If I had a dime for every “discovery” by the New York Times that threatens to “shake our basic view of Christianity” I would be one wealthy dude. This story is merely a warmed over replica of last years burial ossuary story. The entire story hinges upon what might be a word on the stone and what that word, if it were there, could be interpreted to mean by those who don’t believe in Jesus in the first place.

The latest discovery, similar to last years ossuary story, isn’t a new discovery at all. It was found about a decade ago and bought from a Jordanian antiquities dealer by an Israeli-Swiss collector who kept it in his Zurich home. Then years later, a scholar wrote a paper on the stone and it was read by an author of a book.

Israel Knohl, an professor of Bible studies at Hebrew University in Jerusalem, saw the article on the stone and decided that this was the PROOF of a theory he had published in a book that had been widely ignored. His book posited the idea of a suffering messiah before Jesus, using a variety of rabbinic and early apocalyptic literature as well as the Dead Sea Scrolls.

To make his case about the importance of the stone, Mr. Knohl focuses especially on line 80, which begins clearly with the words “L’shloshet yamin,” meaning “in three days.” The next word of the line was deemed partially illegible by Ms. Yardeni and Mr. Elitzur, but Mr. Knohl, who is an expert on the language of the Bible and Talmud, says the word is “hayeh,” or “live” in the imperative. It has an unusual spelling, but it is one in keeping with the era.

Two more hard-to-read words come later, and Mr. Knohl said he believed that he had deciphered them as well, so that the line reads, “In three days you shall live, I, Gabriel, command you.”

So almost the entire line is based upon supposition about what Knohl thinks he sees written on the stone. One of them is so clearly off, that he makes the case for an unusual spelling. Silly.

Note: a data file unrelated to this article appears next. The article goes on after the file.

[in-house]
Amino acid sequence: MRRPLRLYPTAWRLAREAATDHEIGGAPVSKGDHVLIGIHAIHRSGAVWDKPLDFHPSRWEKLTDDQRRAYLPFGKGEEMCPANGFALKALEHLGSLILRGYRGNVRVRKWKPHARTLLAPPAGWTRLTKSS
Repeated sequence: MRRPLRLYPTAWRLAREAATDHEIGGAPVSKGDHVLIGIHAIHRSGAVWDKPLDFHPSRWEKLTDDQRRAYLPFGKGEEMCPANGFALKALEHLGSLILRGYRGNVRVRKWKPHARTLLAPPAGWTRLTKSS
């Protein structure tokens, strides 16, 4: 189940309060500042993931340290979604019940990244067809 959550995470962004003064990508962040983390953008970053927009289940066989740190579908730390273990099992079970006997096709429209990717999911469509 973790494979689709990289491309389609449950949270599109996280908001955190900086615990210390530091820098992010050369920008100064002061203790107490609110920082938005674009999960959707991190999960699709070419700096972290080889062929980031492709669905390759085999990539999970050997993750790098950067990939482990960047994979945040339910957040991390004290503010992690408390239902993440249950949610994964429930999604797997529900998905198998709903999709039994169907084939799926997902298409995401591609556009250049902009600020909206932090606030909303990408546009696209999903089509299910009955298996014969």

Moshe Bar-Asher, president of the Israeli Academy of Hebrew Language and emeritus professor of Hebrew and Aramaic at the Hebrew University, said …also respectful but cautious. “There is one problem,” he said. “In crucial places of the text there is lack of text. I understand Knohl’s tendency to find there keys to the pre-Christian period, but in two to three crucial lines of text there are a lot of missing words.”

Knohl, undaunted by reality, cries eureka!

“This should shake our basic view of Christianity,” he said as he sat in his office of the Shalom Hartman Institute in Jerusalem where he is a senior fellow in addition to being the Yehezkel Kaufman Professor of Biblical Studies at Hebrew University. “Resurrection after three days becomes a motif developed before Jesus, which runs contrary to nearly all scholarship. What happens in the New Testament was adopted by Jesus and his followers based on an earlier messiah story.”

Let’s say that for one instance that the stone says what Knohl pretends it does, why would that shake the foundations of Christianity? While the “mainstream” idea of the messiah at the time may have been a political one, why would the idea that some people had interpreted the scriptures to refer to a suffering messiah that would rise after three days shake the foundation? They were right after all.

This fatuous story bears remarkable similarity to last years discredited ossuary story. Artifact discovered years ago sits in someones garage until a “scholar” reads into it things that are not there and then jumps to wildly implausible conclusions based on nothing. Throw in a compliant media, and presto! The yearly “shake the foundations of Christianity” story.

Don’t they ever get tired of this?